The skirt has a low loft (about 1/4 inch), which contributes to a flattering fit. I'm not one to worry too much about appearances when out on the trail, but as a general rule my lower half prefers to avoid being compared to that of the Michelin Man. The skirt provides an element of femininity in the often testosterone-dominated backcountry. And I have to say there is something about wearing a skirt in the woods that makes me feel tough! I enjoy the freedom of being able to wear it on the trail, around town, or out with friends. 

IMG_0898.jpg IMG_0775.jpg

Wearing the Gretchen skiing (left) and snowshoeing (right).


To an extent the Gretchen is a novelty item. I enjoy wearing it along the trail, but it's not a necessity. For this reason, it could be argued that it's not worth the $169 price tag. As with any purchase, the depth of one's proverbial pockets is certainly a factor to consider. There are less expensive comparables on the market. However, having never before worn a skirt in the backcountry, I'm not able to speak from personal experience as to how the Gretchen stands up to other insulated skirts.

I will admit that if I only purchased gear that was absolutely necessary to surviving in the backcountry there would be many an unoccupied hanger in my closet. And while I like to believe that even the most superfluous items I own have a purpose, ultimately there is some gear I carry with me out of novelty, not necessity. Anyone who's ever worn a GoPro, for example, can likely attest to the fact that there is value in the "for the fun of it" factor. How much value? That's up to the individual, their preferences, and their budget.

In addition to its appeal as a novelty item, the Gretchen incorporates some highly functional features. Many of these have already been discussed—its insulating capacity, wind-resistance, side stretch panels and zipper for unrestricted movement and ease of layering, to name a few. There is also a front pocket which is fairly narrow but deep. It easily holds a set of keys and is just large enough to accommodate my phone (iPhone 6). 


Front Pocket

The Gretchen is also lightweight and packable. SKHOOP's product page does not list the actual weight of the skirt and my scale is not sensitive enough to provide an accurate reading. To give some reference, it weighs less than my iPhone (4.55 ounces). As seen in the pictures below, the skirt is quite packable, taking up minimal pack space. 

IMG_0887.jpg IMG_0890.jpg

The Gretchen "packed" beside a 32oz insulated water bottle (for comparison)



Thus far, the Gretchen has held up to the elements without any signs of wear. It's maintained its shape and the insulation has stayed in place without bunching or gapping. I've machine laundered the skirt a few times in cold water, and it's held up well to washing. It dries on the line. I haven't noticed any odors associated with wear or washing.


Overall Impressions:

While the novelty of an insulated skirt may not be of value for everyone, SKHOOP's Gretchen is not just designed for apres ski parties or trips to the grocery store (although it looks good and keeps you warm and comfortable around town). It's designed to fit over a variety of layers and allows for freedom of movement across many outdoor activities. The Gretchen is a balance of lighthearted fun and practicality, both of which are elements I like to carry with me when I'm out on the trail.

Thanks to Trailspace and the folks at SKHOOP for the opportunity to test the Gretchen!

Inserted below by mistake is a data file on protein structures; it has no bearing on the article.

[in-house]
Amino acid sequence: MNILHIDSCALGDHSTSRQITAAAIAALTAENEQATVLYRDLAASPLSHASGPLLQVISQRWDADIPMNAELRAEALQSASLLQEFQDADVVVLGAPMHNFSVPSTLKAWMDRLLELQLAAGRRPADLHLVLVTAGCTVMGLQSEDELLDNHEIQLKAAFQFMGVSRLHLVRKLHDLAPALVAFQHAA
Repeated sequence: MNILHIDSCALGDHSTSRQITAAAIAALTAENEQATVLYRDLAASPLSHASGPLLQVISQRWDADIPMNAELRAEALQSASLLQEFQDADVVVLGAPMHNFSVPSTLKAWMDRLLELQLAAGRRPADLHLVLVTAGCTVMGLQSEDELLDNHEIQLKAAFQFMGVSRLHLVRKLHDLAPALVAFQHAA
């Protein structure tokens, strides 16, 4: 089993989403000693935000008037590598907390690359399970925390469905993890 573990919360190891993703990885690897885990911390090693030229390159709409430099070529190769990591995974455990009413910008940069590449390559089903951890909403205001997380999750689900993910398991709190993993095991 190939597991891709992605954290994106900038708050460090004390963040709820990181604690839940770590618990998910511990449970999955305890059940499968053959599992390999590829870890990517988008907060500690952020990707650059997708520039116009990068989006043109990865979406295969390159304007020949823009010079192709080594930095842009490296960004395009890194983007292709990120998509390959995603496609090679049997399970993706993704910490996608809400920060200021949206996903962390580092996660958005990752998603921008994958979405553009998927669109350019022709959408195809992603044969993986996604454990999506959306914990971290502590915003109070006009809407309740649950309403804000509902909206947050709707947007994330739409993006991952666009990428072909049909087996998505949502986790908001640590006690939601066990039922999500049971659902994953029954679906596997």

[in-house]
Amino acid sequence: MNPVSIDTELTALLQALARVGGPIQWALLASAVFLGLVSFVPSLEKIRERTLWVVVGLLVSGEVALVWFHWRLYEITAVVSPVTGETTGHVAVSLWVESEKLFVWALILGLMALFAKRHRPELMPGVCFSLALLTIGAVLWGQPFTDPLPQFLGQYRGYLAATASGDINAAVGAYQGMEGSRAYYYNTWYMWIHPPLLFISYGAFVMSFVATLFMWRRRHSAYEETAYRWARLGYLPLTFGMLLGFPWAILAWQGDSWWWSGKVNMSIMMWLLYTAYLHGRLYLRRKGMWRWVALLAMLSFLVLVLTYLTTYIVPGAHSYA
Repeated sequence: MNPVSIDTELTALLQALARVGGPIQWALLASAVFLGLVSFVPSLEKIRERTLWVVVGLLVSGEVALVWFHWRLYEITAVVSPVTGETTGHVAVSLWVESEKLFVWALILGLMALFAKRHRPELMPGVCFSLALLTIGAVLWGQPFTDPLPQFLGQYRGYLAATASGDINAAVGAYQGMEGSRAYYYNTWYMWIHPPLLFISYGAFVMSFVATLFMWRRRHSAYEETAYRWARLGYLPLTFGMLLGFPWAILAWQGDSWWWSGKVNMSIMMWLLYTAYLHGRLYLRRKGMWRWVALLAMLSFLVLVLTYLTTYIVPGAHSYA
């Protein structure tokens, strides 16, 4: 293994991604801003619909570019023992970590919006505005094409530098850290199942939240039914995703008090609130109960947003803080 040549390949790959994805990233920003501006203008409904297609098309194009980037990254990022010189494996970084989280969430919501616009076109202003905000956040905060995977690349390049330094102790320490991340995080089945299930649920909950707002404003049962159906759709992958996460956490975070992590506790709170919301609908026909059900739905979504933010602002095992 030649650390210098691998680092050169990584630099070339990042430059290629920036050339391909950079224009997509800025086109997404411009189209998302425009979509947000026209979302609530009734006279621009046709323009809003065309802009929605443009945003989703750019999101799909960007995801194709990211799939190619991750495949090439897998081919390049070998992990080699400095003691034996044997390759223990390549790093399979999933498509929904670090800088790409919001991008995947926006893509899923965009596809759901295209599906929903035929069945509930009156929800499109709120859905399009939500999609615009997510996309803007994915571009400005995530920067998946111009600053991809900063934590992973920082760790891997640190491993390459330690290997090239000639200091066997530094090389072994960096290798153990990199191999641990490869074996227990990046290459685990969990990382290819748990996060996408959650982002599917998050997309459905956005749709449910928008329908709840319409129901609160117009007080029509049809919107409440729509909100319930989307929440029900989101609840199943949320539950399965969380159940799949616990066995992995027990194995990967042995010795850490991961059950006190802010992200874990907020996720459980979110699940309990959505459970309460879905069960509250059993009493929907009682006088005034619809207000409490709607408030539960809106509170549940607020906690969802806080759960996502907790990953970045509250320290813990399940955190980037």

Source: received for testing via the Trailspace Review Corps (Sample provided by Skhoop for testing and review)


I'm still a little confused as to the "why" this product exists. Does your bum get cold faster than your legs? Did you find that you could get away with less pants insulation by wearing the skirt. Or is it entirely style over function?

6 years ago

Hey Siltloam, I'm not an insulated skirt user (yet), so Kelly can give you far better firsthand info, but beyond the fashion and apres sport aspect, many women do use them as a covering when skiing, snowshoeing, etc. I've even seen women alpine skiing with them. A skirt adds some insulation and mid-region coverage over lighter weight pants/leggings/etc, without a lot of bulk. FYI, I am a fan of running and tennis skirts in certain applications, due to the freedom of movement. I actually want an insulated one for the post-ski experience, so I can get out of my hard or soft shell pants, but not walk around in just my baselayers.

6 years ago

Siltloam- Great questions. In my experience, the skirt functions a bit like a vest. By keeping the core of your lower body warmer the extremities can maintain heat. It could also be a good option on a day when you know the temperatures will be increasing as the day goes on, as you could start off with the skirt layered over a lighter weight pant and then shed the skirt as the temperatures warm. Some may use an insulated skirt purely for style, but there are certainly some functional components to take advantage of.

6 years ago

Thanks to both! That helps.

6 years ago

Something feminine for women to wear outdoors is a refreshing change. It also solves the "tights are not pants" complaint I hear a lot. This might be on the shopping list for a special person I know. She looks at a lot of outdoor clothing and says, "...but I like men." ;)

6 years ago

Jeff - The outdoors are my place to get away from rules like "tights are not pants" and "no black coats with brown boots" rules and to get away from some of the people who live by those rules.

6 years ago

Well, to each their own I suppose. Jeff, I hope your lady friend enjoys the skirt as much as I have! Something with some feminine flare that also keeps me warm is a hot commodity in my book :)

6 years ago

So, I was reading my "Ultra Running" magazine last night and there was an article on training in cold weather and Nikki Kimball (a top ultra runner) listed her cold weather clothing and ended with "...and most importantly my down skirt. It sounds silly, but the down skirt is comfortable and keeps my butt and lower core toasty in the coldest conditions I've found in Montana."

6 years ago


6 years ago

You May Like